: A really smart person who tweets about everything from soccer to food to farmer’s markets and everything in between.

: I love statistics. This particular Twitter account offers up some stats that you probably wouldn’t have otherwise known.

: From its Twitter profile: “Allen McDuffee reports on the world according to think tanks.” I think (ha, no pun intended) that there can be important information gleaned from think tanks.

: Lawrence Lessig is the the founder of . He’s also a professor at Harvard and is quite the political activist.

: Paul Krugman is a professor of economics at Princeton University. He also writes for the New York Times. He also won a Nobel Prize in economics in 2008.

: Andrea Mitchell is the Chief Foreign Affairs Correspondent for NBC News. She also has a pulse on the happenings in Washington.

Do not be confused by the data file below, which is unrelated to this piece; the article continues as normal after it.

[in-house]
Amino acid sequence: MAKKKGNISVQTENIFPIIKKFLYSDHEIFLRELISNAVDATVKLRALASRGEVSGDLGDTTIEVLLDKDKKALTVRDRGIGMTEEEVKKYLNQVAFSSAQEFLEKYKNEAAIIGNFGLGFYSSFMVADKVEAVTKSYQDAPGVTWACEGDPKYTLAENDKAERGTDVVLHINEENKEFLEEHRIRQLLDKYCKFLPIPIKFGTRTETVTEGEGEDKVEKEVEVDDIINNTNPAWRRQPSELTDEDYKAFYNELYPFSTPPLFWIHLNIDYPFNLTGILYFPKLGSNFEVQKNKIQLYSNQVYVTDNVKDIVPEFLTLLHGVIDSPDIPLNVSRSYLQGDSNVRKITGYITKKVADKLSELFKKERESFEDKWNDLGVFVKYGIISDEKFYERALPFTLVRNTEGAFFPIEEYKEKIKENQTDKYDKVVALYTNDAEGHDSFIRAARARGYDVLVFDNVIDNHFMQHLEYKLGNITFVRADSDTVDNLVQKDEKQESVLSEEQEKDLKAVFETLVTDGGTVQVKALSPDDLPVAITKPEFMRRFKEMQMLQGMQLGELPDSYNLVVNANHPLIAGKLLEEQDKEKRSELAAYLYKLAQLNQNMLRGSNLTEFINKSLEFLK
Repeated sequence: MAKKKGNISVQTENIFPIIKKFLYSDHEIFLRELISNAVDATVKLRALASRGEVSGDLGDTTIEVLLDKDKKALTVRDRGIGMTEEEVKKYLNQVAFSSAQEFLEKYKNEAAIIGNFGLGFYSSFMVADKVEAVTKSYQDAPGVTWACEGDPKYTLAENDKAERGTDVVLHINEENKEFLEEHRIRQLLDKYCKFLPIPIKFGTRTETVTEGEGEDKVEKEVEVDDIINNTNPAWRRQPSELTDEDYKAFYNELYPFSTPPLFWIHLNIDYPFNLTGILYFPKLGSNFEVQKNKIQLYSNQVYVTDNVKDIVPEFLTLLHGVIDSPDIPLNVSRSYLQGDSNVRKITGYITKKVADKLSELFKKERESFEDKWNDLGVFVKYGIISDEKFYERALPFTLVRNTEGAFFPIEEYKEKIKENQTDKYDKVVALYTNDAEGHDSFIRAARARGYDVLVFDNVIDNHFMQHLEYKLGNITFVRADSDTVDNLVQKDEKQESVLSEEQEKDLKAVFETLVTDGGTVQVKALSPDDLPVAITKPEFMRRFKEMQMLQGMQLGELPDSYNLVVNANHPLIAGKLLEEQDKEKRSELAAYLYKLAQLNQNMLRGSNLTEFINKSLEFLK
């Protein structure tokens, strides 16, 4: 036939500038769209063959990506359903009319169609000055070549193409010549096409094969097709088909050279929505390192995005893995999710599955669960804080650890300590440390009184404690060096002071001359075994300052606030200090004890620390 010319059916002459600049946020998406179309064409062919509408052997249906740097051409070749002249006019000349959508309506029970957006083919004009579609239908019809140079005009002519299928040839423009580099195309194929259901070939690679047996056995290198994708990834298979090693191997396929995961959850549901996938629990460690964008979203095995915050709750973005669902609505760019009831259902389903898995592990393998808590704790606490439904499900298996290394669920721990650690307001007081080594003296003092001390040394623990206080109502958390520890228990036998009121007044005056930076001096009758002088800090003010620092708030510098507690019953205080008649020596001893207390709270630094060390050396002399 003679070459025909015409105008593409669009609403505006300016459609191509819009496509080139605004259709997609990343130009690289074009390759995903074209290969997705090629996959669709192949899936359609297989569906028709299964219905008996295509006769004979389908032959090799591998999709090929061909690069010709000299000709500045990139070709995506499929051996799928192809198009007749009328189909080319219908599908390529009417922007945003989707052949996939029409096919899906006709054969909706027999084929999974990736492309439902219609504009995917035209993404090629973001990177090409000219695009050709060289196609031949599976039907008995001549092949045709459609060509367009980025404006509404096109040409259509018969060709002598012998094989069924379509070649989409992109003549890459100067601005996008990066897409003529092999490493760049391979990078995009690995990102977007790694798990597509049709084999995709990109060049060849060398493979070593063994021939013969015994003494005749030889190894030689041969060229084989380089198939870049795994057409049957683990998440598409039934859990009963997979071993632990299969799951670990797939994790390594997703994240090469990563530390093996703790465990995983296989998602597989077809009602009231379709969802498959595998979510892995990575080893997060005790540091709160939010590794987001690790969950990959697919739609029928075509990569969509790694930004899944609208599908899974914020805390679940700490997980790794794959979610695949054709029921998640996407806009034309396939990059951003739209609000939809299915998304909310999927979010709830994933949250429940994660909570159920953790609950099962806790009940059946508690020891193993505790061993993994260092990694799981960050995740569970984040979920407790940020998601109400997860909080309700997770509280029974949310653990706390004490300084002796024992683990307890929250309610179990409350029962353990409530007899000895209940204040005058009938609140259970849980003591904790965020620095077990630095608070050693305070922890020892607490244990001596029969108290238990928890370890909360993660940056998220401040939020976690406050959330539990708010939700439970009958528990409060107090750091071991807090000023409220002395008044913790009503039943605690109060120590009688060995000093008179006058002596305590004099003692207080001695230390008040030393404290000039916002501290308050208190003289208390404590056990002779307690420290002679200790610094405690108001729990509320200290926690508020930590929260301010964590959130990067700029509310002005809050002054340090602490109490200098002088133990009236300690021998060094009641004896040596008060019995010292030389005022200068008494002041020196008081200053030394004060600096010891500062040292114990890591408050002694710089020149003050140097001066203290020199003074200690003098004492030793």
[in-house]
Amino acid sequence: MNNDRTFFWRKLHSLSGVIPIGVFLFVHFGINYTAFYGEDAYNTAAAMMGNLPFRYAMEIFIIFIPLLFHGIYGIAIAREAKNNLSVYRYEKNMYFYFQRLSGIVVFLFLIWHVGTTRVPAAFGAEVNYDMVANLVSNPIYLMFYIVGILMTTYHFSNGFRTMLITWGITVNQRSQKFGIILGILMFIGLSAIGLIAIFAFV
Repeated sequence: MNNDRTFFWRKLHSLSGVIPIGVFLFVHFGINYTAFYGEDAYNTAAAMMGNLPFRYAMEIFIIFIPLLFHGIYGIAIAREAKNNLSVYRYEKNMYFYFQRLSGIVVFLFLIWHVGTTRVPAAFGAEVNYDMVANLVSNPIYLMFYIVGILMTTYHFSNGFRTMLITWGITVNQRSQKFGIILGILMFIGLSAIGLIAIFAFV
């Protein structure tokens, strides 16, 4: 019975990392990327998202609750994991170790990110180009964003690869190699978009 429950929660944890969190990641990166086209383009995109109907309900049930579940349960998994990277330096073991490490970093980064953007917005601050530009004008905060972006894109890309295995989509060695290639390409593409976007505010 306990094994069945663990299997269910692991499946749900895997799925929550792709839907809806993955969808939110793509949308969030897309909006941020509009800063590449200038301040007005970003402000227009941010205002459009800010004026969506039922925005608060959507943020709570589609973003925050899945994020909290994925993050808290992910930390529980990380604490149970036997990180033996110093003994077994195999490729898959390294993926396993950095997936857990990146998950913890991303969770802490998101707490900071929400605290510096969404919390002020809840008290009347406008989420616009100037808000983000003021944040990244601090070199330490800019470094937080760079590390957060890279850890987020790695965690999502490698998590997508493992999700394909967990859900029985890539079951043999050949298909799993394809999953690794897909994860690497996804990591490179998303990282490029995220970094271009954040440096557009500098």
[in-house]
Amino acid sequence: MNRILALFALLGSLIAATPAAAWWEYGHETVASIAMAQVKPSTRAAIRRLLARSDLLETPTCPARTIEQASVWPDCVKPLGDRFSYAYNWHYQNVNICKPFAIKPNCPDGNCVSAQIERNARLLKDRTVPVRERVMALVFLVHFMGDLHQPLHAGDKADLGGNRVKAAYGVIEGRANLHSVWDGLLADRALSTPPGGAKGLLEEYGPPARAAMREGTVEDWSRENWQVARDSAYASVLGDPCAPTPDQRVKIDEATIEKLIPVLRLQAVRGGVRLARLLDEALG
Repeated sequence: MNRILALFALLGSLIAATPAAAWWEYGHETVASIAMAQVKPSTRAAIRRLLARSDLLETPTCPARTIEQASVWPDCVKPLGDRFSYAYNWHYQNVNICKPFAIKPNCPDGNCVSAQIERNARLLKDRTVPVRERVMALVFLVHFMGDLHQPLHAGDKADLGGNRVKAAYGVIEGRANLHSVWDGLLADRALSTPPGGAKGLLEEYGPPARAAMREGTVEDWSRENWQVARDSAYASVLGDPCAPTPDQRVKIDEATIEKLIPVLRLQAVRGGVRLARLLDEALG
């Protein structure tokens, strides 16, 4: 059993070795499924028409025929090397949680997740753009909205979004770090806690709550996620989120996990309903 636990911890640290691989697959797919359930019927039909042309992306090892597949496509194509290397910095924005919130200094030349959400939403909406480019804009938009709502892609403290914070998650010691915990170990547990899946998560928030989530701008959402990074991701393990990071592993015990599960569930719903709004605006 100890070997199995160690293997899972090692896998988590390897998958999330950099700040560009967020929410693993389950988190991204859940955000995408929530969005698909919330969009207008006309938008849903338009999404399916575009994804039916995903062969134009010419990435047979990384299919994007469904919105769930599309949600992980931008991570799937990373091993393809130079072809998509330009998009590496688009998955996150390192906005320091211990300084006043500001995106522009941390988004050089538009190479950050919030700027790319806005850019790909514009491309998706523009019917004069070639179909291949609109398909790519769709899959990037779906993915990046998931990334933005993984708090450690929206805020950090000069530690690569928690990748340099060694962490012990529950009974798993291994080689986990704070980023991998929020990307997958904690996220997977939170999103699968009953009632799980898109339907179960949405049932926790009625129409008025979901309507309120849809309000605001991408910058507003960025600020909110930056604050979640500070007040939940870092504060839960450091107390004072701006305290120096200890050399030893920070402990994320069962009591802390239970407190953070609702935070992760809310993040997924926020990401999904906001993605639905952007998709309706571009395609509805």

: The is an independent think tank and is one of three biggest firms in the UK. This is the organization that launched the .

: Fix Congress is part of the “political activism” from . While I might not necessarily agree with the “hows,” of this movement, I agree with the premise.

: Open Secrets is the website for the . The main thing I like about these guys is they write about who donates to which campaign (and how much).

: Joe Trippi has worked on numerous presidential campaigns and is the author of “.”

: The Twitter feed of the World Economic Forum. There is an annual meeting in (Davos, Switzerland) of business leaders and international leaders, among others, who come together to discuss issues facing the world.